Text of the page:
The normalization of porn has led to the normalization of sexual violence. Revenge porn is inherently problematic at best and similar to sexual assault at worst, but our culture doesn’t always view it as such. Any non-consensual sexual act is a crime (including unsolicited dick pics) and should be treated as such. The normalization of porn does nothing but blur these lines even further, putting women everywhere in danger.

Porn Destroys Your Brain 

The normalization of violence isn’t the only thing wrong with porn, as research also shows that porn has a negative effect on our brains. In a 2021 interview with Howard Stern, pop star Billie Eilish opened up about how being exposed to porn when she was 11 affected her relationship with sex and her body. She said, “As a woman, I think porn is a disgrace. I used to watch a lot of porn, to be honest. I started watching porn when I was like 11. I think it really destroyed my brain and I feel incredibly devastated that I was exposed to so much porn.”

The average age of a child's first exposure to porn is 11.

She continued, “The first few times I, you know, had sex, I was not saying no to things that were not good. It was because I thought that’s what I was supposed to be attracted to. I’m so angry that porn is so loved, and I’m so angry at myself for thinking that it was okay. The way that vaginas look in porn is f*cking crazy. No vaginas look like that. Women’s bodies don’t look like that. We don’t come like that.”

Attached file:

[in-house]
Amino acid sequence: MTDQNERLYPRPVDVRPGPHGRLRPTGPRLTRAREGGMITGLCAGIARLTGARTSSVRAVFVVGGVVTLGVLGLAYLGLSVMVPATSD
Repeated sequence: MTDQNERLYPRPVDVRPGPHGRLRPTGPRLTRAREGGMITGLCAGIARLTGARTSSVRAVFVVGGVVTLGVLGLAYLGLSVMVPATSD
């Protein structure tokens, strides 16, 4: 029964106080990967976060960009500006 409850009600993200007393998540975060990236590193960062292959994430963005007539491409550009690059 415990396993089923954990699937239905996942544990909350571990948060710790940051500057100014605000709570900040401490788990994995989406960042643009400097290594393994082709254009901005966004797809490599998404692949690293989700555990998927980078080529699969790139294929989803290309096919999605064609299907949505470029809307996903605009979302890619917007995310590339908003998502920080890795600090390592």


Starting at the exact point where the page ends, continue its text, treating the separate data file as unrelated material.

Eilish’s story is heartbreaking yet common, as the average age of a child's first exposure to porn is 11. Research shows that consuming porn literally changes the structure of your brain and desensitizes us to violence. Think about it this way: if you watch horror movies on a regular basis, a PG-13 flick isn’t going to cut it for you because you’re desensitized to it. The same goes for porn, correlating to the increase in disturbing trends in porn like rape and incest fantasies.

Closing Thoughts

From exploiting underage girls to creating an unsafe work environment for women, it’s safe to say that the porn industry is both toxic and corrupt. With the rise of violent porn and our culture being so desensitized to violence, should it really surprise us that some of the most evil serial killers in history were porn addicts? Though not everyone who watches porn is destined to become violent, the correlation between porn and violence is undeniably disturbing.